"We went up into the mountains and wandered around Rocky Mountain National Park. We also toured Estes Park and the hotel where Stephen King wrote 'The Shining.' We took a lot of photos and creeped ourselves out," said Claunch, a bridesmaid, who also said the pace was relaxed and void of "tacky strippers."
"It was a fantastic way to get to know more about the bride and to really get to know the matron of honor," Claunch said.
For those not wanting to carpool or get stuck as the designated driver, renting a limo charter bus may be the perfect solution. Many companies offer shuttle services, including Chi-Town Party Bus, which offers 18-, 25- and 40-passenger charter buses fully stocked with beer and water, and also lets guests bring their own beverages.
Joanne Jakubowski books the tours and says the 25-passenger bus is the most popular among the bachelor and bachelorette parties.
"Fifty percent of our business is for bachelor and bachelorette parties," she said.
The company has a four-hour minimum and most buses out for about five hours.
"The bulk of our market is from the suburbs to the city, but we go anywhere in Illinois," Jakubowski said. "We are licensed up to 50 miles outside of the state."
Also popular is wedding party garb, such as T-shirts and hats designating the bride and groom. Web sites such as zazzle.com and bridalpartytees.com offer customized T-shirts for the bride, groom and wedding party to be worn on party night.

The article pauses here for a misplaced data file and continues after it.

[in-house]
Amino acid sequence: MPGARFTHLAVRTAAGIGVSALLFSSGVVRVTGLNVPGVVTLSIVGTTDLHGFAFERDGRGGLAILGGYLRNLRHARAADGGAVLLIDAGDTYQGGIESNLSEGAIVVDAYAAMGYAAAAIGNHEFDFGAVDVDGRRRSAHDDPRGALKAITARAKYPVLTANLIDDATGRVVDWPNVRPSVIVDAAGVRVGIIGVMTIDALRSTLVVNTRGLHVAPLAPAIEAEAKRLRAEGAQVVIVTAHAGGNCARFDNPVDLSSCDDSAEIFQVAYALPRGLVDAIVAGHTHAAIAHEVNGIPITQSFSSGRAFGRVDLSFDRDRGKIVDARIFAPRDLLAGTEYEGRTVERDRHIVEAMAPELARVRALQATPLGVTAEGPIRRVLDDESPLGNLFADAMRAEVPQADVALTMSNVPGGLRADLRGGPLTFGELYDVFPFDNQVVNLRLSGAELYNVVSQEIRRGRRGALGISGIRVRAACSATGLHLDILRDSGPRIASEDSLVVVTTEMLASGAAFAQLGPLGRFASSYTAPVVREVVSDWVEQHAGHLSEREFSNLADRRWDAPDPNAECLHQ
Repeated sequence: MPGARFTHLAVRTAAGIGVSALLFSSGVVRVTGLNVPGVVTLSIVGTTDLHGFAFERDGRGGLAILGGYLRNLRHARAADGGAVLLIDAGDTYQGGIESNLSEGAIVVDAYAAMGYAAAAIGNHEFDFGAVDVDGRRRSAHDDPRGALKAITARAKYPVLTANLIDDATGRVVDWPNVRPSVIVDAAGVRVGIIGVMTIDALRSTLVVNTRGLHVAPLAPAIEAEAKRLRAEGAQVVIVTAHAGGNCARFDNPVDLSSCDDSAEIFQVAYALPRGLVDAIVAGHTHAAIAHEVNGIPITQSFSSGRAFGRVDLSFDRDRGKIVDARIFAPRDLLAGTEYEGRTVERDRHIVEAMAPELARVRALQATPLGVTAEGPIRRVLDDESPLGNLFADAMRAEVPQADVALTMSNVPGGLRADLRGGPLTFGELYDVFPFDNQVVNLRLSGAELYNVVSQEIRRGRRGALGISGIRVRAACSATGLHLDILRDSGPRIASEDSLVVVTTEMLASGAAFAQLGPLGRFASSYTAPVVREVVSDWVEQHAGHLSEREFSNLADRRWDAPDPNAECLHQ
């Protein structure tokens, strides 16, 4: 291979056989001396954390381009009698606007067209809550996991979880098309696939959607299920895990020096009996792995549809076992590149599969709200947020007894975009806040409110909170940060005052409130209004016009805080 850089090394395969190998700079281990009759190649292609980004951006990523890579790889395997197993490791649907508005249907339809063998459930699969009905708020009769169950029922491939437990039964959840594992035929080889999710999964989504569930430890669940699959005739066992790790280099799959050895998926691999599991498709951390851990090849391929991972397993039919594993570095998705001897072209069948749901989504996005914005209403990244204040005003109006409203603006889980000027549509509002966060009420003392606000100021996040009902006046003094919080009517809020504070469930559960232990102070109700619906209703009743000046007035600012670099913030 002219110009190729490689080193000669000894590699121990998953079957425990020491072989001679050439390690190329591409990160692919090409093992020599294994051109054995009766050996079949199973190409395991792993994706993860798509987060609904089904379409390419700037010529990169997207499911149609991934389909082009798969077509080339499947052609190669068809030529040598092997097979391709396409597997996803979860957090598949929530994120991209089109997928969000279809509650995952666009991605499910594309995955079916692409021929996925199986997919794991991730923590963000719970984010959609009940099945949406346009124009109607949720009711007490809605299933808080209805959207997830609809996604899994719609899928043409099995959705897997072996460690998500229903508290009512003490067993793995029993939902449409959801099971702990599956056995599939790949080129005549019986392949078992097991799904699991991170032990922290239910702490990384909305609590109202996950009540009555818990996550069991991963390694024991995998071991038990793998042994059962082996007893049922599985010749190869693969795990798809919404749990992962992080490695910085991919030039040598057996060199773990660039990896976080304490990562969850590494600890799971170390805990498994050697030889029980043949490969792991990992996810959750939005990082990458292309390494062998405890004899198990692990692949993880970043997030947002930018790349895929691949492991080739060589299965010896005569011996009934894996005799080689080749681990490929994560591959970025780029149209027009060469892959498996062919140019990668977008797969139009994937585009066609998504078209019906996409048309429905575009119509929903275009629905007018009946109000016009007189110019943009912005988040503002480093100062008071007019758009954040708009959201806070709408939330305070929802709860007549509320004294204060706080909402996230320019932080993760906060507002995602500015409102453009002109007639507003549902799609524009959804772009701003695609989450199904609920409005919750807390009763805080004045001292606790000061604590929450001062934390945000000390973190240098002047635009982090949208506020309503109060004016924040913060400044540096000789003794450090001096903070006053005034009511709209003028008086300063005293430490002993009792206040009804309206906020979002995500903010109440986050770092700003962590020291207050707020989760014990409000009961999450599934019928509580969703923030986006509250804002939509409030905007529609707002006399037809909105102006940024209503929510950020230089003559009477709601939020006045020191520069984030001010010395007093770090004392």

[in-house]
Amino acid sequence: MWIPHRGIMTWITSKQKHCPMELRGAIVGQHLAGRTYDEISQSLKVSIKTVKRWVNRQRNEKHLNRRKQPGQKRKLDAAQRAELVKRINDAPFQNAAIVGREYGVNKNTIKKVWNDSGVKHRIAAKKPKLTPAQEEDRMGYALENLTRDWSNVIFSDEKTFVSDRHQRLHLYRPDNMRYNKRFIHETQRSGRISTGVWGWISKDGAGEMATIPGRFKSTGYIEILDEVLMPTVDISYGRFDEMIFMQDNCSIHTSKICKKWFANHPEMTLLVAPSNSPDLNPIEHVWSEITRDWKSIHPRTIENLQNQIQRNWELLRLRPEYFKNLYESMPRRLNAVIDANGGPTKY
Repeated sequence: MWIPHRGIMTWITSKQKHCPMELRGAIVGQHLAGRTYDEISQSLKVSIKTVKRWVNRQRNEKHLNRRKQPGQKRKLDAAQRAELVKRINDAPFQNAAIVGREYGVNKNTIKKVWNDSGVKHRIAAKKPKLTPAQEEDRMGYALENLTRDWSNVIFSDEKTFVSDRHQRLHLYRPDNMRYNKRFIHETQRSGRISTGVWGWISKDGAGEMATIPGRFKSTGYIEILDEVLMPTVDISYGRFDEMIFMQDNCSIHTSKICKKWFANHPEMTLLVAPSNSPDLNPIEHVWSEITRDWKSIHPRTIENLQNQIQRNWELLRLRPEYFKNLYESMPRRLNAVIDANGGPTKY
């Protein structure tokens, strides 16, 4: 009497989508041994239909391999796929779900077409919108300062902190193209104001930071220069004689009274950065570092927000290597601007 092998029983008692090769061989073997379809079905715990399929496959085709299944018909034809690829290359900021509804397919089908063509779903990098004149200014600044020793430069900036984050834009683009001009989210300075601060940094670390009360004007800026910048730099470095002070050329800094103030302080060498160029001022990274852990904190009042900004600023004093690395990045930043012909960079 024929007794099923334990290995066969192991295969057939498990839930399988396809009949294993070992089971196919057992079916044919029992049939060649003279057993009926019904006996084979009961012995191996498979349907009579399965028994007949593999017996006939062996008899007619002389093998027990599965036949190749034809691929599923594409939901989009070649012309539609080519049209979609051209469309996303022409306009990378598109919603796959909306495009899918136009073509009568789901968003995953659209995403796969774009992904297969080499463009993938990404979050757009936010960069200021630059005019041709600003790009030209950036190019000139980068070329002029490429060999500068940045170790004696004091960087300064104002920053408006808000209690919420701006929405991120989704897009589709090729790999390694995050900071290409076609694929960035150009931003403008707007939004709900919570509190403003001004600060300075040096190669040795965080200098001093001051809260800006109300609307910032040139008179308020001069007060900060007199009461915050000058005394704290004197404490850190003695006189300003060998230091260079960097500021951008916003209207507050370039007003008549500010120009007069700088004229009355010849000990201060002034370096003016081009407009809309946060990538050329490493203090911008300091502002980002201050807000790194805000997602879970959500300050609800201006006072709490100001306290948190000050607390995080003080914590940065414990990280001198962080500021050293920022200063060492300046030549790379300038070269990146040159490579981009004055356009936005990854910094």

Anna Tesauro can be reached at email@example.com or (708) 802-8813.
On the Net:
The first Chicago edition of BizBash features Chicago Chocolate Tours as a great entertaining idea for summer associates or others.
Chicago Chocolate Tours founder Valerie Beck participated on a chocolate tasting panel for the Daily Herald, and you can read about the panel's picks here.
Chicago Chocolate Tours is featured in the online and hard copy versions of the 2008 annual Magnificent Mile Tulip Days brochure.
WHERE Magazine's April 2008 edition contains an article with photo about Chicago Chocolate Tours:
Dig into Chicago
Take a bite out of Chicago with these tours highlighting some of the city's most delectable sites:
Chicago Chocolate Tours.
Indulge your chocolate yearnings without the guilt -- this is a walking tour, after all -- and get the inside scoop on chocolate history on this sweet stroll to top chocolate shops like Leonidas, Godiva, Vosges, and Teuscher. F12:45-3 pm; Sa 3:45-6 pm; Su 1:45-4 pm. $40. Call for meeting locations. 312-925-5377, www.chicagochocolatetours.com.
The March/April 2008 edition of Packaged Travel Insider features Chicago Chocolate Tours:
Midwest Living featured Chicago Chocolate Tours in the March/April 2008 edition:
Chocoholics on the prowl
Lose the guilt! Yes, you sample some of Chicago's best chocolates on a Chicago Chocolate Tour. But you're also learning chocolate history -- and working off a few of those well-chosen calories -- by walking a mile among some of the city's best architecture.